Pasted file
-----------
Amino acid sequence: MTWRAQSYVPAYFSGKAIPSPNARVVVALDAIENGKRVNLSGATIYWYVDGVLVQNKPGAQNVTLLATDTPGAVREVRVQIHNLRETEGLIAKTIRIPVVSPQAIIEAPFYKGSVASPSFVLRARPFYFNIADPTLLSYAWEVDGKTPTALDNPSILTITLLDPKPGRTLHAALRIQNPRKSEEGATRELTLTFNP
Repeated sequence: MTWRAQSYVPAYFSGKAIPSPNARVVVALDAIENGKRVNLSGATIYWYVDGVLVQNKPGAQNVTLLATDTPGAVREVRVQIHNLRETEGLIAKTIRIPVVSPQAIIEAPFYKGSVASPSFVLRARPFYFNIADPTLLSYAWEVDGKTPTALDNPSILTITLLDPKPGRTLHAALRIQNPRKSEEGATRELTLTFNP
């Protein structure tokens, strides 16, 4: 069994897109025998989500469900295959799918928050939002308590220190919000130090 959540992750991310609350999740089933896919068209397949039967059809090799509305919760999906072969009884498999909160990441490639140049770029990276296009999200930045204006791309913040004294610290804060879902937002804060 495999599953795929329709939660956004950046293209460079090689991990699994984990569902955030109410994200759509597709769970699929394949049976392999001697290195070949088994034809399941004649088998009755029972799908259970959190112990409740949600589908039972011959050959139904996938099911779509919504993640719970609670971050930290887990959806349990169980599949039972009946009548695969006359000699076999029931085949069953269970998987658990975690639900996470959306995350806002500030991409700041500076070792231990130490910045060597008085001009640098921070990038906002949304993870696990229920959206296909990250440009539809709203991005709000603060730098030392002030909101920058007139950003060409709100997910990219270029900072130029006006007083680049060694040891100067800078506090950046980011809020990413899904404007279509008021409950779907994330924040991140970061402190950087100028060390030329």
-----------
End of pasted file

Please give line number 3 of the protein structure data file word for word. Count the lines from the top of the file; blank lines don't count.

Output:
């Protein structure tokens, strides 16, 4: 069994897109025998989500469900295959799918928050939002308590220190919000130090 959540992750991310609350999740089933896919068209397949039967059809090799509305919760999906072969009884498999909160990441490639140049770029990276296009999200930045204006791309913040004294610290804060879902937002804060 495999599953795929329709939660956004950046293209460079090689991990699994984990569902955030109410994200759509597709769970699929394949049976392999001697290195070949088994034809399941004649088998009755029972799908259970959190112990409740949600589908039972011959050959139904996938099911779509919504993640719970609670971050930290887990959806349990169980599949039972009946009548695969006359000699076999029931085949069953269970998987658990975690639900996470959306995350806002500030991409700041500076070792231990130490910045060597008085001009640098921070990038906002949304993870696990229920959206296909990250440009539809709203991005709000603060730098030392002030909101920058007139950003060409709100997910990219270029900072130029006006007083680049060694040891100067800078506090950046980011809020990413899904404007279509008021409950779907994330924040991140970061402190950087100028060390030329």